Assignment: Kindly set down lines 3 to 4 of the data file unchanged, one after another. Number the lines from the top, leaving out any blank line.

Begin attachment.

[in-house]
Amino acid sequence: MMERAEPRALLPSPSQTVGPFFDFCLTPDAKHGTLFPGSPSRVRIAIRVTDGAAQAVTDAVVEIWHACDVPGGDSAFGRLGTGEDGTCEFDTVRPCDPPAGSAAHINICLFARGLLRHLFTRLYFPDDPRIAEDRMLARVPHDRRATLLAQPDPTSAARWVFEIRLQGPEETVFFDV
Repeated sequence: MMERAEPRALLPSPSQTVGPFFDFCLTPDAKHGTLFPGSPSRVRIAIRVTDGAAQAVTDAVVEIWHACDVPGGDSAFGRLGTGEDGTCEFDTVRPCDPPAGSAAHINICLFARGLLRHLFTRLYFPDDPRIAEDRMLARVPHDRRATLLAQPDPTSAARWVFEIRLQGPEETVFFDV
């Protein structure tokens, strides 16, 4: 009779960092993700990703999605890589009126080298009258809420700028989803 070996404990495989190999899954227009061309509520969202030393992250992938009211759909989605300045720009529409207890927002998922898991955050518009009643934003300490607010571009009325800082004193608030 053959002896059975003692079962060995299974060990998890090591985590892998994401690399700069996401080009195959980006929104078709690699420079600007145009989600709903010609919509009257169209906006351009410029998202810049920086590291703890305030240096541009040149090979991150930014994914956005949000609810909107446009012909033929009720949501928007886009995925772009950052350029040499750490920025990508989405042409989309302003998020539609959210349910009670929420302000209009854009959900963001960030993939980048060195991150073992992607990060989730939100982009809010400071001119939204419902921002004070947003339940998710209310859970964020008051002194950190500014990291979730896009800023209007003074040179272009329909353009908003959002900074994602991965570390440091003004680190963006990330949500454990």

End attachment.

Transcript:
Repeated sequence: MMERAEPRALLPSPSQTVGPFFDFCLTPDAKHGTLFPGSPSRVRIAIRVTDGAAQAVTDAVVEIWHACDVPGGDSAFGRLGTGEDGTCEFDTVRPCDPPAGSAAHINICLFARGLLRHLFTRLYFPDDPRIAEDRMLARVPHDRRATLLAQPDPTSAARWVFEIRLQGPEETVFFDV
């Protein structure tokens, strides 16, 4: 009779960092993700990703999605890589009126080298009258809420700028989803 070996404990495989190999899954227009061309509520969202030393992250992938009211759909989605300045720009529409207890927002998922898991955050518009009643934003300490607010571009009325800082004193608030 053959002896059975003692079962060995299974060990998890090591985590892998994401690399700069996401080009195959980006929104078709690699420079600007145009989600709903010609919509009257169209906006351009410029998202810049920086590291703890305030240096541009040149090979991150930014994914956005949000609810909107446009012909033929009720949501928007886009995925772009950052350029040499750490920025990508989405042409989309302003998020539609959210349910009670929420302000209009854009959900963001960030993939980048060195991150073992992607990060989730939100982009809010400071001119939204419902921002004070947003339940998710209310859970964020008051002194950190500014990291979730896009800023209007003074040179272009329909353009908003959002900074994602991965570390440091003004680190963006990330949500454990």